Friday, May 22, 2009

Bricklayers Arms, Bloomsbury

The minutes of the LCS General Committee for the 13 August 1795, contain the following wonderfully sarcastic note detailing why Div. 29 were forced to move to the Bricklayers Arms:

29 - Are compelled by their Landlord to change their night of Meeting from Monday to Tuesday & was obliged for that Evening to meet in an upper Bed Room to accommodate a Society of Loyal Britons or a club of Church & Kings men who have taken our late meeting Room. The Landlord therefore obliged us to evacuate the same, during the whole Evening Citizens our Senses were charmed with those melodious Notes of God Save the king, rule Brittania Briton strike home &c &c &c - But those tunes not being quite in unison with the undermentioned Citizens they therefore determined to branch of to form a new Division to meet on a Monday at the Bricklayers Arms Kingsgate Bloomsbury & request the Comee to appoint a Number & Deputation to open the Same -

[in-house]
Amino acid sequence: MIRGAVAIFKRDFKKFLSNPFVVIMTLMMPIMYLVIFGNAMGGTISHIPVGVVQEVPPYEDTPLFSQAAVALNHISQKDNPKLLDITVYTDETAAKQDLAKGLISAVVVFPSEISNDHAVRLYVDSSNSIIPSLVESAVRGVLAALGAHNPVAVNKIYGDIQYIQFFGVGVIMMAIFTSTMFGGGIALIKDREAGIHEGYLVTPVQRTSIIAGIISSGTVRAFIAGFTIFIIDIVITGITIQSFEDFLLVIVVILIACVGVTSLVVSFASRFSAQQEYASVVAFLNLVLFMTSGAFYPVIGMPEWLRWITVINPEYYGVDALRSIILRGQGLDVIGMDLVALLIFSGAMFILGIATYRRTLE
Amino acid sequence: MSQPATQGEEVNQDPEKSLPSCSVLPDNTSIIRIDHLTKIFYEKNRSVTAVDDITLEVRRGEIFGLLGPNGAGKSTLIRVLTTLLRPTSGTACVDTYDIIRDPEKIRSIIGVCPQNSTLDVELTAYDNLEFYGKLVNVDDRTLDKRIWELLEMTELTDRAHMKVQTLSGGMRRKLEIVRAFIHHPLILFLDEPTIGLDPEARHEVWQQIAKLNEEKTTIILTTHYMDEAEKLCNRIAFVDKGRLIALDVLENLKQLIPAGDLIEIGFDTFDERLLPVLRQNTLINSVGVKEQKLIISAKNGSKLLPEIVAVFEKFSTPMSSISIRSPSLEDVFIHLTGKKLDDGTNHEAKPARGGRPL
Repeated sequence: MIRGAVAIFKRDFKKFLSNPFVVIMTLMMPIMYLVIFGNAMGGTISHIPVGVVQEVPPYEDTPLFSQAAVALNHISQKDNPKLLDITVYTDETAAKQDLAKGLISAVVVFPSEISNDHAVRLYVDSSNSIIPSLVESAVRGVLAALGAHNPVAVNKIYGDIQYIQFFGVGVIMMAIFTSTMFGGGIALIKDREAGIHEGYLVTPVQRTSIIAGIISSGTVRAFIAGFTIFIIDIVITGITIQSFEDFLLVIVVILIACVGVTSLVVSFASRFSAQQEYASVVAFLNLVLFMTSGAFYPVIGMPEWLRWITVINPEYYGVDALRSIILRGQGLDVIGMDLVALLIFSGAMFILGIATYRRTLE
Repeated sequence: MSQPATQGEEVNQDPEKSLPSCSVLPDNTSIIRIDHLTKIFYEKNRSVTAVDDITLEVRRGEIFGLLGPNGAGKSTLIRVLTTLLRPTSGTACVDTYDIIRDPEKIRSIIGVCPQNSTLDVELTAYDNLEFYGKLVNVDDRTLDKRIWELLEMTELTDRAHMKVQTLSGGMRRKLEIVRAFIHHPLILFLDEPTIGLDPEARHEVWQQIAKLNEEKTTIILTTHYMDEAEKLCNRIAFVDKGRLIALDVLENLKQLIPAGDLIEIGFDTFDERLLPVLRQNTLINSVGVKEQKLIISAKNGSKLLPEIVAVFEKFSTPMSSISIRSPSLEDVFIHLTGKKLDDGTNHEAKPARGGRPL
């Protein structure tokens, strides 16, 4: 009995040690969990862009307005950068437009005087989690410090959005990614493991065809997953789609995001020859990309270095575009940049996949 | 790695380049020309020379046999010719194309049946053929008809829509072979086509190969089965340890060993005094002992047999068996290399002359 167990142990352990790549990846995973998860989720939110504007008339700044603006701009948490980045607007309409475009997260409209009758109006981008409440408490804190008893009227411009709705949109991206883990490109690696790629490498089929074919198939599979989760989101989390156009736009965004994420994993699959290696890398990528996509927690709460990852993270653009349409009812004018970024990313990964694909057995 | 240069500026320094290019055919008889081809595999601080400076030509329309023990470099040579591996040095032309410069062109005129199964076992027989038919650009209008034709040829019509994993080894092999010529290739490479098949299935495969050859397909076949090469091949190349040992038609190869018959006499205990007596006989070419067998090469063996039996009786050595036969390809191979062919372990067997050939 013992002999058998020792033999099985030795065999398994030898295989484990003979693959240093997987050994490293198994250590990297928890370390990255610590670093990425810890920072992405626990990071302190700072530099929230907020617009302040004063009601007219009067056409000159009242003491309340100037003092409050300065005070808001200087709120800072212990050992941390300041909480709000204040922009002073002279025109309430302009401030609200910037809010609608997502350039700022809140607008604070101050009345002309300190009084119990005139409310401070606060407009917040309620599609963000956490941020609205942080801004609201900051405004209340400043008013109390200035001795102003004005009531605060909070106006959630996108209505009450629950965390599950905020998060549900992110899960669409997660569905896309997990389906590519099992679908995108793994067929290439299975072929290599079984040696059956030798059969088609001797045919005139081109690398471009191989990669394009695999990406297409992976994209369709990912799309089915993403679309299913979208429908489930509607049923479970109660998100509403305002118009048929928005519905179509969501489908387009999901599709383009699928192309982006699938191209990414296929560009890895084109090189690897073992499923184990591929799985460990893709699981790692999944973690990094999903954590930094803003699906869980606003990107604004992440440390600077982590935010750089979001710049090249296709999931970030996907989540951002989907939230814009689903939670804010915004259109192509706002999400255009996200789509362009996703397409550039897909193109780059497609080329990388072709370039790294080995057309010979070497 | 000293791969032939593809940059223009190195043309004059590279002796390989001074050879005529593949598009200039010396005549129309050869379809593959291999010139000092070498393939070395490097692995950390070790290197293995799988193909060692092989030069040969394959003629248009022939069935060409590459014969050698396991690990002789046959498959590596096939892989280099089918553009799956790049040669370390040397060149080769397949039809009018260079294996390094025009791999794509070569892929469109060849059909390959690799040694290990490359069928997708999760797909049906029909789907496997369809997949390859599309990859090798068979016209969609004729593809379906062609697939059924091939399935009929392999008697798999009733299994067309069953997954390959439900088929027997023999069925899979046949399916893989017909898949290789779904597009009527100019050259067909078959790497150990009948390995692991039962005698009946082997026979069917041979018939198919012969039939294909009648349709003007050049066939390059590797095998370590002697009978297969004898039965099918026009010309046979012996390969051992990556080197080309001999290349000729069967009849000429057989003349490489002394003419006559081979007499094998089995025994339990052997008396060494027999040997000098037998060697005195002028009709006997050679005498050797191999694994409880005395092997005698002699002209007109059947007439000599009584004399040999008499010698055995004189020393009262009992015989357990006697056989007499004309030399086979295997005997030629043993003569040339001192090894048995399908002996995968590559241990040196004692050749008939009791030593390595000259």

The Citns who are here present have set down their Names
Turner Stacey Skale Stone Wenham Hanbury Sherman Anderson Parkinson Flyill
To be No 51 - Banting Powell, Place - Monday (Add MSS 27813, fos. 101v-7v; Thale 285).


The minutes of the LCS General Commitee for 10 September 1795 report that Div. 51 moved "from Bricklayers Arms Kingsgate St to the Kings Arms Smarts Buildings" (Add MSS 27813, fos. 126-9; Thale 302).

This description shows some of the pressures that the LCS were under which forced them to abandon certain meeting places, and eventually led to the collapse of the society. Typically pressure was exerted on sympathetic landlords, who were threatened with having their licenses revoked if they allowed the LCS to continue meeting. Here, however, pressure was exerted much more directly by members of the public who sought to drown out the political voices of the LCS, with their own patriotic songs.


The 1839 Pigots Directory lists The Bricklayers Arms at 22 Kingsgate Street. Kingsgate Street was approximately where the southbound carriageway of Southhampton Row is today.

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